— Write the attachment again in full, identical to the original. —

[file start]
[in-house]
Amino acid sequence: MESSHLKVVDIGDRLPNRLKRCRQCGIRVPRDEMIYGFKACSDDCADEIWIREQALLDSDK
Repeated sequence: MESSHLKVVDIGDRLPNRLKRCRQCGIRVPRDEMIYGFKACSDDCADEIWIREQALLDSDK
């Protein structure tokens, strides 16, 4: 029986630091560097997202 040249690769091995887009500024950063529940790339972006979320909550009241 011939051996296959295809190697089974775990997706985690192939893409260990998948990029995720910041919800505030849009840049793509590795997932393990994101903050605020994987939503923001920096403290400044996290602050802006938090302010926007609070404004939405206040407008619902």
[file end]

[in-house]
Amino acid sequence: MESSHLKVVDIGDRLPNRLKRCRQCGIRVPRDEMIYGFKACSDDCADEIWIREQALLDSDK
Repeated sequence: MESSHLKVVDIGDRLPNRLKRCRQCGIRVPRDEMIYGFKACSDDCADEIWIREQALLDSDK
């Protein structure tokens, strides 16, 4: 029986630091560097997202 040249690769091995887009500024950063529940790339972006979320909550009241 011939051996296959295809190697089974775990997706985690192939893409260990998948990029995720910041919800505030849009840049793509590795997932393990994101903050605020994987939503923001920096403290400044996290602050802006938090302010926007609070404004939405206040407008619902």